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Eisner Digital Comics Controversy?

T Campbell hits on something we talked about in the comments to our earlier Eisner post this week: what exactly is Matt Forsythe's ojingogo nominated for?  As in what did Forsythe do in 2005 to receive the nomination.

ojingogo was nominated in 2005, presumably for work up to the end of 2004 (which T seems to confirm in his post which includes a discussion of the rules).  I calculated 9 new pages since then, T calculates only 7 new pages.  Either way ojingogo is a fairly short piece which is still unfinished.  It seems unfair, and a mite bit ridiculous with the now vast amount of material on the web to twice nominate a short unfinished work for the Eisner award.

All of which seems like I am condemning Forsythe's work I suppose, but I am not and when it's finished I would have no problems with its nomination.  Nominating an unfinished work on the web for an award is problematic and should not be allowed.  This rule would not discriminate against long-form or ongoing serialized webcomics if we allowed for the judges to nominate technically unfinished webcomics on the basis of finished chapters or storylines.  And in any event, the judges should be clear about the work that is the basis for their nomination.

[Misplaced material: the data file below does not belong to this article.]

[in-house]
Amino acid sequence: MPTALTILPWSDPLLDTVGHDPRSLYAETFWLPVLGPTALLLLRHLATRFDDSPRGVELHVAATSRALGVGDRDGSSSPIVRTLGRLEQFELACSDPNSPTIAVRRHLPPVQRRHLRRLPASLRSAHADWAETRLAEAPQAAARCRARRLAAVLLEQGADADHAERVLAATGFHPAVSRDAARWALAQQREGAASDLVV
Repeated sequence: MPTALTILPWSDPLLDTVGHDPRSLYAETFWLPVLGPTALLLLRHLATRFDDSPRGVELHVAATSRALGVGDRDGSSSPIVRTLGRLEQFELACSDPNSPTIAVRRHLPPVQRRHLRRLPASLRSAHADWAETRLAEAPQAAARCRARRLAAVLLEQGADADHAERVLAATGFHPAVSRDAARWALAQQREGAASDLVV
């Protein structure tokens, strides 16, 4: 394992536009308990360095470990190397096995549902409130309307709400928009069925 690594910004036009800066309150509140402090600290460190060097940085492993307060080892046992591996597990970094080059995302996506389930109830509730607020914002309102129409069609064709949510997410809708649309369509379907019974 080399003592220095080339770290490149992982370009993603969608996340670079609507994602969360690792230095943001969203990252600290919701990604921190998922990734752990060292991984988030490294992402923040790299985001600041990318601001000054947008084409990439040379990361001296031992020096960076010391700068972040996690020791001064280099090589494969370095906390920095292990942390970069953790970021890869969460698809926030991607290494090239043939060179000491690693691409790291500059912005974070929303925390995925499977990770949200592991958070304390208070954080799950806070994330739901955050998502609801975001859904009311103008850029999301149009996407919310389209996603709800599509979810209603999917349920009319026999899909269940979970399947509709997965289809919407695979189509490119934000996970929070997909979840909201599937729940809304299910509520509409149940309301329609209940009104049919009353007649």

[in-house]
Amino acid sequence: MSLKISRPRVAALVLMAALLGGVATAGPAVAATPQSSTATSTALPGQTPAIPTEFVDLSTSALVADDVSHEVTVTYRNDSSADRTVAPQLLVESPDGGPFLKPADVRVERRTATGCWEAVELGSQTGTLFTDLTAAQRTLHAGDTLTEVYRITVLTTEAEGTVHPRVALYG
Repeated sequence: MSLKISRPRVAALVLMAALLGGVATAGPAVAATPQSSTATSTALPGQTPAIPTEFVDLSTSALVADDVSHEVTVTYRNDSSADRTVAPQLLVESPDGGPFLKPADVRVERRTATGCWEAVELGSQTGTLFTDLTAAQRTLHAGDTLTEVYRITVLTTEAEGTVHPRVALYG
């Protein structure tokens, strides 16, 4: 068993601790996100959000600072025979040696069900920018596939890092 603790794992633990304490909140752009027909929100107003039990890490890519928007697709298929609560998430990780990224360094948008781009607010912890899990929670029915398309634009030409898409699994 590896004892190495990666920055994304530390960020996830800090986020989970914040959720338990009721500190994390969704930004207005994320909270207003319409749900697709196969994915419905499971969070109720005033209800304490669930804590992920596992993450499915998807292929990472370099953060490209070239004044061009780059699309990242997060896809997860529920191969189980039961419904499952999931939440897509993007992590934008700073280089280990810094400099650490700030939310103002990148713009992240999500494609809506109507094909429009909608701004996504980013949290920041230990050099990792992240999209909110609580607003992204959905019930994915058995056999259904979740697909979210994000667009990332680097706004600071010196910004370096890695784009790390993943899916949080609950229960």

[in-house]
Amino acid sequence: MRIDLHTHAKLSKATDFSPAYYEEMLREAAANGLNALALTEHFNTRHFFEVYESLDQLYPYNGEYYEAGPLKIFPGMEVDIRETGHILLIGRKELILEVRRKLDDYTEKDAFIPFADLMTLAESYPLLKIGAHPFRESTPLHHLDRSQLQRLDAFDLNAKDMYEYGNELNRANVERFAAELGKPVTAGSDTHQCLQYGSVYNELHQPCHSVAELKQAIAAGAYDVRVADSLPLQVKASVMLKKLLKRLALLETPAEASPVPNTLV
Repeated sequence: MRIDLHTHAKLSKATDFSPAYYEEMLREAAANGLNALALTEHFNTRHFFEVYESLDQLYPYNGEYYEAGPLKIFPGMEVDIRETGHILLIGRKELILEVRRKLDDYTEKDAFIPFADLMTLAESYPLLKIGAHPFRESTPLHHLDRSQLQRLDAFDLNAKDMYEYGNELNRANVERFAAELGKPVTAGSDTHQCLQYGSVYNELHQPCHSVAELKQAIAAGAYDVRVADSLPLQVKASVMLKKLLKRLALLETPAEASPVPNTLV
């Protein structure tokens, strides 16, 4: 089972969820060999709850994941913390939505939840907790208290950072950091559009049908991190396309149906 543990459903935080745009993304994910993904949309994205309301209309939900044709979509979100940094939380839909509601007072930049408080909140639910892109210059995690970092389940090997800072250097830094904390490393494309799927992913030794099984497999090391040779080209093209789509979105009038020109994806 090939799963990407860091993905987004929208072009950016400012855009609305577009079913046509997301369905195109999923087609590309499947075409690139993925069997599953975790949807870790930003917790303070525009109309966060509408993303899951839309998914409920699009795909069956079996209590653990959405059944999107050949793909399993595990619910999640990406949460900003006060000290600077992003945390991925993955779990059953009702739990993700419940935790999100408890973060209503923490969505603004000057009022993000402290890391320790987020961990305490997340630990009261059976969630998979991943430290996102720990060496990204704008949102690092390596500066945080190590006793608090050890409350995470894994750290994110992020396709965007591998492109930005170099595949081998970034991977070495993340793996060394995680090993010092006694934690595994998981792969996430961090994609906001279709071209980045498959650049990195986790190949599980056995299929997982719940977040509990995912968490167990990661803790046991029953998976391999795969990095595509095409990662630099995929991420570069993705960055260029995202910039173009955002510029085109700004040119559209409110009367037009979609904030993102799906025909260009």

An award you say?

Uncle Ghastly's picture

Science has yet to invent an instrument capable of measuring my interest in any award I have no chance in hell of ever winning.

Re: An award you say?

EricMillikin's picture

[quote=Ghastly]Science has yet to invent an instrument capable of measuring my interest in any award I have no chance in hell of ever winning.[/quote]

I've got a similar attitude, which is why I pretty much only follow the Nobel Peace Prize, America's Most Wanted, and the AVN Awards.

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Fetus-X is the greatest comic in the world.

European Footballer of the Year